UH Manoa Confucius Institute Public Lecture Series presents Peter Hessler on March 5University of Hawaiʻi at Mānoa
Center for Chinese Studies
HONOLULU — The University of Hawaiʻi at Mānoa Confucius Institute presents Peter Hessler as its first distinguished lecturer on March 5. Hessler is the China correspondent for The New Yorker Magazine and a nominee for the National Book Award in 2006. The free public lecture titled, "Boomtown: Life in a Chinese Factory City," will be held at 4:30 p.m. on March 5 at the Center for Korean Studies Auditorium on the UH Mānoa campus.
"Boomtown: Life in a Chinese Factory City" is an illustrated lecture on Lishui, a city in Zhejiang Province, that tracks its development over the course of a year, with a special focus on the interactions between bosses and workers, and the special culture that develops in factory towns like Lishui.
Hessler obtained his undergraduate training at Princeton University (BA, 1992), and was awarded a Rhodes scholarship to study at Oxford. He subsequently earned a second BA in English at Oxford in 1994. His connection to China was forged in 1996—1998, when, as a Peace Corps volunteer, he taught English and American literature at Fuling Teachers College in Sichuan.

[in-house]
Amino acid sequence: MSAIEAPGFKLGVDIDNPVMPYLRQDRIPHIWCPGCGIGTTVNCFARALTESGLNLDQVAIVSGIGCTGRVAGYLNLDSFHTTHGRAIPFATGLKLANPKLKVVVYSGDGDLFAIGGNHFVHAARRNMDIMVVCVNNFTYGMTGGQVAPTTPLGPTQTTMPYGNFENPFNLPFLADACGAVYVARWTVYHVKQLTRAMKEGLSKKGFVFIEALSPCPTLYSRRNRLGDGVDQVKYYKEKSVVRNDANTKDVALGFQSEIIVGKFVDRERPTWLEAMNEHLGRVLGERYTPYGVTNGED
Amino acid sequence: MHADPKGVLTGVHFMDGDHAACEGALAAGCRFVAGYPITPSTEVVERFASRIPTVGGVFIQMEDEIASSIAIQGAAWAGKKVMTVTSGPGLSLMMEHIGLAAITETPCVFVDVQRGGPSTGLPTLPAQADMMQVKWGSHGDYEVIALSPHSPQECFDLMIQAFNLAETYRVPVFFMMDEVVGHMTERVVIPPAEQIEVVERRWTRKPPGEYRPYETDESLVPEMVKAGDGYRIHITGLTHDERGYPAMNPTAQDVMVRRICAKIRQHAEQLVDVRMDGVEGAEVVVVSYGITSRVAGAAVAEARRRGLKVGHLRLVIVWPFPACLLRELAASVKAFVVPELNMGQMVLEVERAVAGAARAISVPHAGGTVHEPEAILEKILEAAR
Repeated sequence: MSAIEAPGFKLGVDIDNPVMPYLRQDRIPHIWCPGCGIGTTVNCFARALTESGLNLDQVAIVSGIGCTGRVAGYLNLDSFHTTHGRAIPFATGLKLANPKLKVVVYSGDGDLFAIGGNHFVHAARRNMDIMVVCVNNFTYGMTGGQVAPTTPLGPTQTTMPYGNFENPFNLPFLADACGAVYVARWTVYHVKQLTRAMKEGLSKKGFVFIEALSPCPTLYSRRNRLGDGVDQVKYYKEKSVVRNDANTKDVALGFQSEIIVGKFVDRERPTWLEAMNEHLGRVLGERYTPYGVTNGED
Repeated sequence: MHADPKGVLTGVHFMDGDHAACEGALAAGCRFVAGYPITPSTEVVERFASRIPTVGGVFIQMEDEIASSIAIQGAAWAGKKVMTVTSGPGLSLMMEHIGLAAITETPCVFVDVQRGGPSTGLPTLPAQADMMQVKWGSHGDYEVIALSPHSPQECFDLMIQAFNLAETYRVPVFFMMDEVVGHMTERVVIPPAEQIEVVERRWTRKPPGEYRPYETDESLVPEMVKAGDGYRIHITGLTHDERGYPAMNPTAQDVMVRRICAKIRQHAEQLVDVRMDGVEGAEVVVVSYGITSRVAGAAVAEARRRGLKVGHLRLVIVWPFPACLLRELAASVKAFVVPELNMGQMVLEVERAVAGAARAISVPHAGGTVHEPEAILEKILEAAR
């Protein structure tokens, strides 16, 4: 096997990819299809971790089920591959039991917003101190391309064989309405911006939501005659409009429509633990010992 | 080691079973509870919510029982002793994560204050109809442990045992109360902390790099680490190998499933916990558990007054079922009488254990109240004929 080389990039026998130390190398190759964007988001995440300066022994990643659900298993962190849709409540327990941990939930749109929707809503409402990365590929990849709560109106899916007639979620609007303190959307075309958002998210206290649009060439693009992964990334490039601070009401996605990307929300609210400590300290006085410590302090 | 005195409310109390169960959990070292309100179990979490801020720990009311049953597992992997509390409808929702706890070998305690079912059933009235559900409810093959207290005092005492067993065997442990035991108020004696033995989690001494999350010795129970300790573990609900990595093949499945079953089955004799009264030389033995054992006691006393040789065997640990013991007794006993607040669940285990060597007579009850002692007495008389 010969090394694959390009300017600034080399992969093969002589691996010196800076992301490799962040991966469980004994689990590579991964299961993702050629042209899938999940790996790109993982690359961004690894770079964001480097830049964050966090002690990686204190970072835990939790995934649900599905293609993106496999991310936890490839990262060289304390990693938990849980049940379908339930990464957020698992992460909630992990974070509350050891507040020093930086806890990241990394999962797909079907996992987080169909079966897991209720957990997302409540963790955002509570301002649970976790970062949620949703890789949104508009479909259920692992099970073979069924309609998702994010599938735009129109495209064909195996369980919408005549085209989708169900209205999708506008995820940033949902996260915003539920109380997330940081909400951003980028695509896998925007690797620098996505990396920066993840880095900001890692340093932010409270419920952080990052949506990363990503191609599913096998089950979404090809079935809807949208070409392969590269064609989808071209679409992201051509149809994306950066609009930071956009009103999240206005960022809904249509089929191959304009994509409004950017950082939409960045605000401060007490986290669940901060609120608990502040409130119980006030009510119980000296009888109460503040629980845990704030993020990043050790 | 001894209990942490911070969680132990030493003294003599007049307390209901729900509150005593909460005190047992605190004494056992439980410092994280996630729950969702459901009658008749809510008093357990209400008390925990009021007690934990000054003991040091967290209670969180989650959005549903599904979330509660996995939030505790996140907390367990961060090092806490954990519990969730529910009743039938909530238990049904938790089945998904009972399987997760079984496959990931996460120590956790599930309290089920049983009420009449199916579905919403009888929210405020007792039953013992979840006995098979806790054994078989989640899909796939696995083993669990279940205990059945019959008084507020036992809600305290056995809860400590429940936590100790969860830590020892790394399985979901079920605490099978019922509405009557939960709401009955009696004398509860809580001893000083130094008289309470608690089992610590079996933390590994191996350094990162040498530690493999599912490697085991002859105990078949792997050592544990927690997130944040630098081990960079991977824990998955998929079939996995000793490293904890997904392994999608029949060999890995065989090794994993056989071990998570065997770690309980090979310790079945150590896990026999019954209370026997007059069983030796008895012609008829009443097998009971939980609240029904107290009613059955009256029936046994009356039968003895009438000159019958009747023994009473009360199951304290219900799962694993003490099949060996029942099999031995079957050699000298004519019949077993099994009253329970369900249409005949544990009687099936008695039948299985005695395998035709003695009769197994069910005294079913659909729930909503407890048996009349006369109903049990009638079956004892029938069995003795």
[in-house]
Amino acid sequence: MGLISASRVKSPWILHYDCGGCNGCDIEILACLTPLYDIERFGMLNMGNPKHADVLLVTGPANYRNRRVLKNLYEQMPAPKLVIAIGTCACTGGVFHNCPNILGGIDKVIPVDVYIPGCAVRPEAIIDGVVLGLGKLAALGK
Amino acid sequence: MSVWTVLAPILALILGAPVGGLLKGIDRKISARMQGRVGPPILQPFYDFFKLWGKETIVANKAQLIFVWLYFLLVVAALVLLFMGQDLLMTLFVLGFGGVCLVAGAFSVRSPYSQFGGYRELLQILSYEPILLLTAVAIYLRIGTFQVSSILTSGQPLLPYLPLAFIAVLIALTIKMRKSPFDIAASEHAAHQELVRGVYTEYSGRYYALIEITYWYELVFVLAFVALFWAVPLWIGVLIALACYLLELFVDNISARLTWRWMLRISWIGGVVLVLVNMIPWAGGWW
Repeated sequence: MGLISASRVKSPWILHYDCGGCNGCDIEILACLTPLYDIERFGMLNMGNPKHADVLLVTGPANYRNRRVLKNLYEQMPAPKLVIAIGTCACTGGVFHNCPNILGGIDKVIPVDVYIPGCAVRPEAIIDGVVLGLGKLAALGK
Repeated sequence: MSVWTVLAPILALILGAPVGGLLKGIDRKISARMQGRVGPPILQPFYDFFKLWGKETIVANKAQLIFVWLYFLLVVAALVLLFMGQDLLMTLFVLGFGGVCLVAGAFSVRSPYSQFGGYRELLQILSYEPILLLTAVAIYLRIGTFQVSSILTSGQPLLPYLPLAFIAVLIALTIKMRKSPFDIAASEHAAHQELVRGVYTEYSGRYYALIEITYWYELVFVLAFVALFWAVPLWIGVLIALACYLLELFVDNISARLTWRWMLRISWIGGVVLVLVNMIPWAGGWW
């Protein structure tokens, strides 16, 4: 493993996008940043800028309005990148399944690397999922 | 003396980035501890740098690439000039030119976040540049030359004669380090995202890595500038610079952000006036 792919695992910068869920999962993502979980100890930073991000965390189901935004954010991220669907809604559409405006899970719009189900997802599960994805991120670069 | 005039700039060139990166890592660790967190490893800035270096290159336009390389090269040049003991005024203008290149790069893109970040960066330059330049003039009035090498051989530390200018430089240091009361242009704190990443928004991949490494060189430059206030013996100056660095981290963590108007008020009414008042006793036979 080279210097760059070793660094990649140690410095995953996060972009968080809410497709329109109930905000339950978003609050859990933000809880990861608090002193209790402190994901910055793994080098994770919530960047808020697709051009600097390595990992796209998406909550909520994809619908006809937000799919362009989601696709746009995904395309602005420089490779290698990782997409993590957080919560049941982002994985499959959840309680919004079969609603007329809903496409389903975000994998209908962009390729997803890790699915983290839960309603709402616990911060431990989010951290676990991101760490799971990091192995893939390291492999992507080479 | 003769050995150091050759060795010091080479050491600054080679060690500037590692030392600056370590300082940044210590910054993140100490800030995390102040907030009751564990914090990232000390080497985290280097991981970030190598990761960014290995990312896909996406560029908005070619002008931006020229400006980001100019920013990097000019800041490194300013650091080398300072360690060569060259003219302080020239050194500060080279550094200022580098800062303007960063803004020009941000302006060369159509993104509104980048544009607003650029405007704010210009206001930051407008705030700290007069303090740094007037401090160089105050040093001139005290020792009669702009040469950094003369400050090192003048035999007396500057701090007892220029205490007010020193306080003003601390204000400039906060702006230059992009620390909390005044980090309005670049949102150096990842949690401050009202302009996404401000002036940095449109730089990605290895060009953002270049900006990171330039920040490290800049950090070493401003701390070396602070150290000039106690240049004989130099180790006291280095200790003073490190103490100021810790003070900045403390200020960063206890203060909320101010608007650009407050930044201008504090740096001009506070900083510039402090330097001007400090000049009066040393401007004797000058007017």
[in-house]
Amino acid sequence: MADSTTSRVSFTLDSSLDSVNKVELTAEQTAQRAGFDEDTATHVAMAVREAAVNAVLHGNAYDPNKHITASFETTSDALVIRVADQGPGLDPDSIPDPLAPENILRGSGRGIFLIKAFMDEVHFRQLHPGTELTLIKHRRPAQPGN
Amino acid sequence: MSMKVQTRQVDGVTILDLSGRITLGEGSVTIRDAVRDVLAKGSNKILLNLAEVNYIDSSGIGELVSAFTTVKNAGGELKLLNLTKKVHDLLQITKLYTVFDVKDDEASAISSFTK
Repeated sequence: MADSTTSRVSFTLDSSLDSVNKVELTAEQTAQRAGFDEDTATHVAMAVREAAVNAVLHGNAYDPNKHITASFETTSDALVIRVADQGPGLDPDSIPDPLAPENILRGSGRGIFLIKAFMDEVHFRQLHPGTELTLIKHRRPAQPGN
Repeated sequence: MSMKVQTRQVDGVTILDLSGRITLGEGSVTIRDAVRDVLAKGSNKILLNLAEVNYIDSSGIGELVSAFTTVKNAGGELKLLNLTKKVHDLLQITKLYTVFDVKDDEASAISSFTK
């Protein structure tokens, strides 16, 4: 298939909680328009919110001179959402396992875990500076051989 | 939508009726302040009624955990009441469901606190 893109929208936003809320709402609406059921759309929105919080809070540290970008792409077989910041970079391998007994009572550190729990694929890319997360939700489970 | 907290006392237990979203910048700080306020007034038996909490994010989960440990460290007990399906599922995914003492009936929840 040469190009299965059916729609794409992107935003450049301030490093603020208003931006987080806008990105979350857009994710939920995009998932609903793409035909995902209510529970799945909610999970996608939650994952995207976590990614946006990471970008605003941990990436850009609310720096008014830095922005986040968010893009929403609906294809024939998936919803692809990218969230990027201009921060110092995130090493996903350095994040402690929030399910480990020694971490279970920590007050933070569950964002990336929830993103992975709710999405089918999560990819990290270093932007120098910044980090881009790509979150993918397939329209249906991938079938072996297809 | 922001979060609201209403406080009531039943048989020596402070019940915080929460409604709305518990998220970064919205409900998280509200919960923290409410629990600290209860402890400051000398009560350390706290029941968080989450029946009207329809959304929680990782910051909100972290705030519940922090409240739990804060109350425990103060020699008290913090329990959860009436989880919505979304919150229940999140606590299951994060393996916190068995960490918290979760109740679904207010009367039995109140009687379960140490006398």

Hessler is a frequent contributor to National Geographic Magazine and is also the author of the following prize-winning books:
Oracle Bones: A Journey Between China‘s Past and Present (2006, HarperCollins)—finalist for the National Book Award 2006; named a "Notable Book of 2006" by The New York Times and one of the year‘s best books by The Washington Post, Christian Science Monitor, and The Minneapolis Star-Tribune; named Best Asian Book of 2006 by Time Magazine‘s Asian edition; translated into Chinese, German, Italian, Dutch and Portuguese.
River Town: Two Years on the Yangtze(2001, HarperCollins)—winner of the 2001 Kiriyama Prize; short listed for the 2002 Th omas Cook Travel Book Award; listed as an outstanding book of 2001 by The New York Times and The Los Angeles Times; translated into Chinese, Thai, Korean, and Hungarian.
Hessler is currently working on a third book in his China trilogy.
The Confucius Institute at the University of Hawaiʻi at Mānoa is a part of the University‘s Center for Chinese Studies. For further information, contact CI-UHM co-director Dr. Cynthia Ning at 808-956-2692 or firstname.lastname@example.org.
This first event in the Confucius Institute's public lecture series is co-sponsored by UH Mānoa‘s Journalism Program, School of Communications, and the East-West Center.